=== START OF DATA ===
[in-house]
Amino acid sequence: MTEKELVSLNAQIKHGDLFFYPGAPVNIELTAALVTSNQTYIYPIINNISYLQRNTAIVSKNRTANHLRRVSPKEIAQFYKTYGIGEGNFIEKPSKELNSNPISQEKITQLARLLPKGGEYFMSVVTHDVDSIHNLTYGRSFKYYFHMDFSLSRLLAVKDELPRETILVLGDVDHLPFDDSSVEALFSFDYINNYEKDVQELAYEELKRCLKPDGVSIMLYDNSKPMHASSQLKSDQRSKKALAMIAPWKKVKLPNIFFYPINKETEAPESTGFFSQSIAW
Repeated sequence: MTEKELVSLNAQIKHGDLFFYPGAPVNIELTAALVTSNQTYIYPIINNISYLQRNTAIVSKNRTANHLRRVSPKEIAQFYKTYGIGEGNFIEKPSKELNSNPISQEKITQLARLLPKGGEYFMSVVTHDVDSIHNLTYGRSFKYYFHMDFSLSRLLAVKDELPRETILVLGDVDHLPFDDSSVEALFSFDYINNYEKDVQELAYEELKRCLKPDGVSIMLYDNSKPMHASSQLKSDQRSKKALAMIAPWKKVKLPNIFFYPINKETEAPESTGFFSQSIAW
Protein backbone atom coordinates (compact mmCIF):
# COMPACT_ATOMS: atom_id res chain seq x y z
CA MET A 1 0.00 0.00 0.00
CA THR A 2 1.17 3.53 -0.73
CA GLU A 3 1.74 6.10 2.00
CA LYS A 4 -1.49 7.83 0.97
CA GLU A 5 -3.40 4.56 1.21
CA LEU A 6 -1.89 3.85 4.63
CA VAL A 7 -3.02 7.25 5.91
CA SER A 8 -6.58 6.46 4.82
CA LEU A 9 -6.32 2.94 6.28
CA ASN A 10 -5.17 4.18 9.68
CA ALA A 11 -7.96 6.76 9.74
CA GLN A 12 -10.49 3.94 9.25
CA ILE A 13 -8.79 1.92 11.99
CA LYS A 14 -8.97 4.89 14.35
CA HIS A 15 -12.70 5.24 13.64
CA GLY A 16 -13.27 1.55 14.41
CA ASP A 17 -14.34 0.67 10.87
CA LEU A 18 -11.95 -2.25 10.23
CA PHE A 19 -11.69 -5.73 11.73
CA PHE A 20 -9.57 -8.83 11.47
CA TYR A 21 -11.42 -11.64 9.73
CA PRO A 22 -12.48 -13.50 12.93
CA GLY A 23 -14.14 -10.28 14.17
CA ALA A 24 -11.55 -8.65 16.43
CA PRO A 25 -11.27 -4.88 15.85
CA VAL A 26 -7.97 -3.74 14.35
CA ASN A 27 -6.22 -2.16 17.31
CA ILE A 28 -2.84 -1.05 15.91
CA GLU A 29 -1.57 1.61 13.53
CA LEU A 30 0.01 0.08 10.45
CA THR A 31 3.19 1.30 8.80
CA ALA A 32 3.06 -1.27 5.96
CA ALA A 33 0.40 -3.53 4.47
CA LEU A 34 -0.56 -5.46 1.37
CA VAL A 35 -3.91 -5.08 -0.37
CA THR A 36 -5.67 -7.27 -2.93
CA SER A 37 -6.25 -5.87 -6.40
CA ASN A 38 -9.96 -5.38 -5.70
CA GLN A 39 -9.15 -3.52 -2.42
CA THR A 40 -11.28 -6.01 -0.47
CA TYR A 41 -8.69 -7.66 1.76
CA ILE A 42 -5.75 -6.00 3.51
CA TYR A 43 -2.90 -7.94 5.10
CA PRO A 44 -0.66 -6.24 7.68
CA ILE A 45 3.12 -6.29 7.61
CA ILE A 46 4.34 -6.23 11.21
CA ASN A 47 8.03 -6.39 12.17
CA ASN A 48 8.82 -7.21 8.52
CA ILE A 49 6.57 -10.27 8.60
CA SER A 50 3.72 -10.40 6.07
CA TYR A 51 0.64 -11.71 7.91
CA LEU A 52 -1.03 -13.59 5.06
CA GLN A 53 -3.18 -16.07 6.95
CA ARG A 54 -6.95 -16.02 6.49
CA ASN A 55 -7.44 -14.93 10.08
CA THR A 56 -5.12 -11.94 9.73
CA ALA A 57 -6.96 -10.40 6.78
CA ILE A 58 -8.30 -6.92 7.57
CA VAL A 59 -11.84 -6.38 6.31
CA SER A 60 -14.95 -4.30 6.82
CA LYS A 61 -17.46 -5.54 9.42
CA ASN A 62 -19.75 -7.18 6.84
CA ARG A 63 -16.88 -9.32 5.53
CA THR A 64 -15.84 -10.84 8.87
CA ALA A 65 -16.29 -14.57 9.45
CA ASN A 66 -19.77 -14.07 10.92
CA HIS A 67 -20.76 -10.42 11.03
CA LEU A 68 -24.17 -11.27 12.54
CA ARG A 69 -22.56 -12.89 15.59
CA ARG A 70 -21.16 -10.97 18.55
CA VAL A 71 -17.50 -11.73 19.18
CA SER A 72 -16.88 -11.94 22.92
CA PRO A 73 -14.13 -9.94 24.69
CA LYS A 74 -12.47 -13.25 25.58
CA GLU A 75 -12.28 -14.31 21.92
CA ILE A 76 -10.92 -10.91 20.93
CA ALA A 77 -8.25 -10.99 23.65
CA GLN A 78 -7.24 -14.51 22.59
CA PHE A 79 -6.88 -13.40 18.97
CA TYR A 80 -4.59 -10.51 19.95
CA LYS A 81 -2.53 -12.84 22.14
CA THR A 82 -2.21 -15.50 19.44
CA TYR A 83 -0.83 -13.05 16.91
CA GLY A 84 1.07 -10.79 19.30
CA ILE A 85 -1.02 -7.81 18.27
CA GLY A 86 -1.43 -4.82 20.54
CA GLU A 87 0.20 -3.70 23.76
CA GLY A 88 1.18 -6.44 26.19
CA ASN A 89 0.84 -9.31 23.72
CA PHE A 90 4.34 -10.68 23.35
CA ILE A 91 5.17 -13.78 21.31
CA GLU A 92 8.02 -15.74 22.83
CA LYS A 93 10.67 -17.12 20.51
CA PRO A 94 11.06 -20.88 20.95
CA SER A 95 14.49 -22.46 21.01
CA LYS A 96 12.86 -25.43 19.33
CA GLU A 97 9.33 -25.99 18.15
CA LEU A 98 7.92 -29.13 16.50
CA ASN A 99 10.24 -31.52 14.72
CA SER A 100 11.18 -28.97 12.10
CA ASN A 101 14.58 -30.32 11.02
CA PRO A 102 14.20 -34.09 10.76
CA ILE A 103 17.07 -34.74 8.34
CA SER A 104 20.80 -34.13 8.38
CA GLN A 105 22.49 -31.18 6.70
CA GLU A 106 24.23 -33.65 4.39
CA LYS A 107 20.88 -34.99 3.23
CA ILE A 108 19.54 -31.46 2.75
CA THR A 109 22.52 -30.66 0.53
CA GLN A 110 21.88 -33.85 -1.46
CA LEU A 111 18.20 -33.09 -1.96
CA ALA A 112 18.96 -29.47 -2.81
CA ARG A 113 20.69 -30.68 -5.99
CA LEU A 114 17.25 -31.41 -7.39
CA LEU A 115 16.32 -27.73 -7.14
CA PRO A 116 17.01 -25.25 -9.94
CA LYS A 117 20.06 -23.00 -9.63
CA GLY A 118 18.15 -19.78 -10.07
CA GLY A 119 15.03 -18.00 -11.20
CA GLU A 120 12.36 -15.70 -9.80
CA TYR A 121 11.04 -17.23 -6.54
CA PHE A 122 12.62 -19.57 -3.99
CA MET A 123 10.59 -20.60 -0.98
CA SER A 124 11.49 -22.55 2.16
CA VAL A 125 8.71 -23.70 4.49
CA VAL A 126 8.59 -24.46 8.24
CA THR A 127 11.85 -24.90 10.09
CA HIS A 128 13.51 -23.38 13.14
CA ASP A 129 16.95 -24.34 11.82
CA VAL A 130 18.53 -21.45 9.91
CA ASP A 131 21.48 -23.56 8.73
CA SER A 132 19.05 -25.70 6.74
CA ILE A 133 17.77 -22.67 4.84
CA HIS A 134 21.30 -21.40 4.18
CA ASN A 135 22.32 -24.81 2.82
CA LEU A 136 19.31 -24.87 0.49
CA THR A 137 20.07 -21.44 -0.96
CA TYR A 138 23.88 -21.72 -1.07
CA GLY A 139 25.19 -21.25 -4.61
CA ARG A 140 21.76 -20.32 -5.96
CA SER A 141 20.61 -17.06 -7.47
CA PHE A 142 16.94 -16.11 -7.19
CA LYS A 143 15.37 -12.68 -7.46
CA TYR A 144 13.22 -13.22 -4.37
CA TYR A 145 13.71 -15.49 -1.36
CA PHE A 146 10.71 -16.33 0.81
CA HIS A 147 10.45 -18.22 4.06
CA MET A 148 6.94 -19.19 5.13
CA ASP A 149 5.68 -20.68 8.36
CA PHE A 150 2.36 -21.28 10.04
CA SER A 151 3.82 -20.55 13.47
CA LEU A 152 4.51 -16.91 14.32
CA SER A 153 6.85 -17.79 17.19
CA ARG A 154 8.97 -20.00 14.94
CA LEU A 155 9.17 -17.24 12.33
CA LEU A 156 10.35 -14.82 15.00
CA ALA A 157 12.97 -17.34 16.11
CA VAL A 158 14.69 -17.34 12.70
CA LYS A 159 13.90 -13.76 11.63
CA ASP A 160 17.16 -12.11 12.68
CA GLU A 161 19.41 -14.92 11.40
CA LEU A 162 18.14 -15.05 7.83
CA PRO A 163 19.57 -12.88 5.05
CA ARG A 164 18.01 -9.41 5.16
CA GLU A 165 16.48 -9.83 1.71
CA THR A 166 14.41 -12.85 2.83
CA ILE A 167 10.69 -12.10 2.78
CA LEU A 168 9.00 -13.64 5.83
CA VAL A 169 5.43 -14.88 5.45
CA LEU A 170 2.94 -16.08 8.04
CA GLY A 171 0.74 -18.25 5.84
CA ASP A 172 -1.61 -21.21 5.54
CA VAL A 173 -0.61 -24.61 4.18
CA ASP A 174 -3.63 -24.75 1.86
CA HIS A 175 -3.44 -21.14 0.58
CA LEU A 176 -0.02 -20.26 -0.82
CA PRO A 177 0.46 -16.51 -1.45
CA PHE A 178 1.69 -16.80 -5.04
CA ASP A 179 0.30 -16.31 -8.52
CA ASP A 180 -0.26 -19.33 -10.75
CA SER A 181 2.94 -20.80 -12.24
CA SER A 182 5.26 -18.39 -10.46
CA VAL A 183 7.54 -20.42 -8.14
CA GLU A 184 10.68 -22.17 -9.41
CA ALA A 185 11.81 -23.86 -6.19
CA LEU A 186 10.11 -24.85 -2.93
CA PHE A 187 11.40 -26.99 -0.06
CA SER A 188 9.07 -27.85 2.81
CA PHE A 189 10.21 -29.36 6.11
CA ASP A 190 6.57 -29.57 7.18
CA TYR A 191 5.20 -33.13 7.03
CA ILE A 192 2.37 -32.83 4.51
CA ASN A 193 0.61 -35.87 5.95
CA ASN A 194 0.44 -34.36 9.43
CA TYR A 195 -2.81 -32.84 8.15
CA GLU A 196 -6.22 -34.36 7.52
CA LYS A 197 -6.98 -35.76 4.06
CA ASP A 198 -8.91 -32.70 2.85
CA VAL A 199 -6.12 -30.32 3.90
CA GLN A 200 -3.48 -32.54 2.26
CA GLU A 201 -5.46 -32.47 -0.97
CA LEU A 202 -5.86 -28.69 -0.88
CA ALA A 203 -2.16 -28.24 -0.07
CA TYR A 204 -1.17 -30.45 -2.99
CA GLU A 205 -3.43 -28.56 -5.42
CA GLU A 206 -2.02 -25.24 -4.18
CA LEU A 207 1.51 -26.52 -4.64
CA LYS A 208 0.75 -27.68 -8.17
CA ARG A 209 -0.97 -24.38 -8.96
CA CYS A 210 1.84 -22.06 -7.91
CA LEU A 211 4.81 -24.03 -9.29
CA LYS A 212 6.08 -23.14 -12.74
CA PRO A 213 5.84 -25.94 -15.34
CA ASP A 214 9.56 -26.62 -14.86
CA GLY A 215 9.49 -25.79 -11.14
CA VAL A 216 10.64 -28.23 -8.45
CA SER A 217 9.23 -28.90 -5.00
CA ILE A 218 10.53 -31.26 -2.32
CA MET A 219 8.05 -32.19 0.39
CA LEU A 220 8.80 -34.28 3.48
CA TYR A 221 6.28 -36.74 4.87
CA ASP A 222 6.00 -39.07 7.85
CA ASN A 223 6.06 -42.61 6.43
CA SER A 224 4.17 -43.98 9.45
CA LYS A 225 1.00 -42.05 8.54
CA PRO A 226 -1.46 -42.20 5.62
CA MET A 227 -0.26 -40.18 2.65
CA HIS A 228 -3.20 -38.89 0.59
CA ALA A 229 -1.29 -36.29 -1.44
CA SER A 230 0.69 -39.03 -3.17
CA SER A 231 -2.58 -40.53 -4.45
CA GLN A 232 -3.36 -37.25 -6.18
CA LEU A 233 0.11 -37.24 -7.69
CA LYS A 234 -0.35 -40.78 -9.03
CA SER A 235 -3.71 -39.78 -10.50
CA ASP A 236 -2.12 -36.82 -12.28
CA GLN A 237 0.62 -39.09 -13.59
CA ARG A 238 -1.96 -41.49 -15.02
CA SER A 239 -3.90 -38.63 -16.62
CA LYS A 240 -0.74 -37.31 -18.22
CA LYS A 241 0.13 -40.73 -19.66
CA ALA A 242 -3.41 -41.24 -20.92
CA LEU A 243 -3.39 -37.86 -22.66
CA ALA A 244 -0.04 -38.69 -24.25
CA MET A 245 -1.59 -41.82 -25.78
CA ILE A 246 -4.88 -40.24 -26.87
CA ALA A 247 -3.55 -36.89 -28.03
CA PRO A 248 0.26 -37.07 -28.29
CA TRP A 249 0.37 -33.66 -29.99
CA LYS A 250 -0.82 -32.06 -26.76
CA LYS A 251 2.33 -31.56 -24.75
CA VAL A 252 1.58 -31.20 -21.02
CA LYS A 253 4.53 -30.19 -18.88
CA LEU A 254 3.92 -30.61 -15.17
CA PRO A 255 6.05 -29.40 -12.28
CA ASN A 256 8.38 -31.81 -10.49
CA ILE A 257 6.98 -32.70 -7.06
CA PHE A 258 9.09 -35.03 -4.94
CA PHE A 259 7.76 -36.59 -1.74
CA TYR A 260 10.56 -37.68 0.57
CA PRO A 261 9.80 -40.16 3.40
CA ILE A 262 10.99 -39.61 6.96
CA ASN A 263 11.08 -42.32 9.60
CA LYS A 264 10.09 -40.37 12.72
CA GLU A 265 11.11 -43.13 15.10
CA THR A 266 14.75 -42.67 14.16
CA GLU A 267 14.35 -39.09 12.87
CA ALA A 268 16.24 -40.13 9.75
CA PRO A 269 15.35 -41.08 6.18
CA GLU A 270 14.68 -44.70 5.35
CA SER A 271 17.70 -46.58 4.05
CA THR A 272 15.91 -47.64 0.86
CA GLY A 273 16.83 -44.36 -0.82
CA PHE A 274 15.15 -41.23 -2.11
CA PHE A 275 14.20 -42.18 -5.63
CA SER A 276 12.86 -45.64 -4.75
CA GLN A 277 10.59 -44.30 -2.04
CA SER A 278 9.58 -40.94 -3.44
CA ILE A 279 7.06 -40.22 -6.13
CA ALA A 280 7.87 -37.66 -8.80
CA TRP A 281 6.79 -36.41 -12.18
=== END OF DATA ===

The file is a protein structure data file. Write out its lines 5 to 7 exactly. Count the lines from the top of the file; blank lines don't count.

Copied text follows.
# COMPACT_ATOMS: atom_id res chain seq x y z
CA MET A 1 0.00 0.00 0.00
CA THR A 2 1.17 3.53 -0.73